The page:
CSPS Seminar | WE’VE GOT A FILE ON YOU! Datafication and quantification in academia and beyond | September 8 | 15.00-16.30 | Wageningen University | Forum Building, Droevendaalsesteeg 2, Room V0031 or on Teams (Teams-link)
You can sign up here: https://docs.google.com/forms/d/e/1FAIpQLScckZLUmU_yzzbbfOOgvKp6BbkSeJxjY9AwjALkfYpUCUQLYg/viewform?usp=sf_link
Contributions by Maartje Roelofsen, Trista Chih-Chen Lin, Bram Buscher and Guus Dix | Moderated by Martijn Duineveld.
Wageningen University has a new research website: research@WUR. According to the university library, this will enable all of us to create more extensive research profiles of ourselves, render visible research collaborations and, most importantly, search more efficiently for knowledge and expertise. In this CSPS ‘Rethinking the University’ Seminar we ask ourselves the question is this a disaster for academics, for meaningful academic work and for all the university should stand for? How do fingerprints, allegoristic identities and platform capitalism shape who we are and what we might become and aren’t we all too eagerly involved in all of this?
A visceral approach to the datafication of productivity and wellbeing in the academy by Maartje Roelofsen and Trista Chih Chen Lin
In this seminar, we discuss how ‘data visceralization’ can help us understand and conceive differently of universities’ approaches to questions of ‘productivity’, ‘wellbeing’ and ‘vulnerability’ among university workers. Taking two types of surveys on “work and wellbeing” among university staff as examples, we discuss how tools of data-gathering and data-processing may (inadvertently) desensitize and depoliticize the subject matter under scrutiny, further obscuring experiences of inequalities and intersectionality at work. Inspired by data feminisms, we then zoom in on the embodied, emotional and felt qualities of data to envision instead how data may be able to work for university workers in such ways that they create more just, equitable, and livable work futures.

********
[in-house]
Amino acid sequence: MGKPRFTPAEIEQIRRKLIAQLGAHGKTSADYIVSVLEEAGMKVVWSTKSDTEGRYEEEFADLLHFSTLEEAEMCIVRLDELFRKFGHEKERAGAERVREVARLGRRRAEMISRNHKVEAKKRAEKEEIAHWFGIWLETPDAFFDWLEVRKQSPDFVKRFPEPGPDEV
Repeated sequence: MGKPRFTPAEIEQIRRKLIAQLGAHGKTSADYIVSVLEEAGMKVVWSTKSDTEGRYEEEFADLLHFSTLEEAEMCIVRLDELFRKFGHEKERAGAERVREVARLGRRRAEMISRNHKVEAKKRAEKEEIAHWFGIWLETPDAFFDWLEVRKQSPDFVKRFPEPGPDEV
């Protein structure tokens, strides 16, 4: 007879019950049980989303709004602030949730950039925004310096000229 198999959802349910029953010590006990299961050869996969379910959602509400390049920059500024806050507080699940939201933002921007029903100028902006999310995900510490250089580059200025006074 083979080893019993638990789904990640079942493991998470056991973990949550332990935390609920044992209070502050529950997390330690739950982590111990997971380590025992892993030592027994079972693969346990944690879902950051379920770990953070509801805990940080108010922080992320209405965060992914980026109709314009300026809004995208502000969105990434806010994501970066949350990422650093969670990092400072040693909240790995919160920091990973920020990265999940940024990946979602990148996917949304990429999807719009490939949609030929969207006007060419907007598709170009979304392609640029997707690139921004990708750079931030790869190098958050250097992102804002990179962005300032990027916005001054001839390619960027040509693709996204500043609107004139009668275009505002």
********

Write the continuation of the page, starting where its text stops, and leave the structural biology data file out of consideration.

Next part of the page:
Not-so-SMART: Why new platform and surveillance technologies are bad news for science and understanding | By Bram Buscher
This presentation critically engages with new technologies for data processing related to research outputs, connections and management. Such technologies are generally heralded as making research and publishing more efficient, enabling better connections between researchers and bringing disparate forms of research data together for better research and output management. Based on the examples of Elsevier’s Pure and Fingerprint technologies, I argue that in reality the effects of these new technologies and the surveillance platforms they are based on, will be precisely the opposite: they degrade scientific understanding and relations by reducing them to superficial numbers, clicks and hits; they will lead to increased anxiety and stress among academic staff; and they open up the possibilities for new types of panopticon academic governance. The presentation concludes by exploring an alternative based on decentralized diversity in research(er) representation.
The symbolic power of research metrics | By Guus Dix
In an attempt to come to terms with the power of religious language and rituals, Pierre Bourdieu argued that the ‘symbolic efficacy of words is exercised only in so far as the person subjected to it recognizes the person who exercises it as authorized to do so’. In contexts like these, power is not simply exercised over people but crucially taps into their willingness to recognize and submit to a certain authority. In my presentation, I will argue that what goes for the symbolic efficacy of words goes for the symbolic efficacy of numbers. Over the past two decades, numbers have become more and more important in higher education – from publication output, citation scores and journal impact factors to university rankings. Drawing on recent research on the place of numbers (metrics) in scientific practice, I will argue that the focus on research management – or on ‘neoliberalism’ – has merit but is also limited. It fails to capture how we ourselves are ‘implicated in the indicator game’, as Fochler and De Rijcke have it, and thereby contribute to the authority these numbers have over us.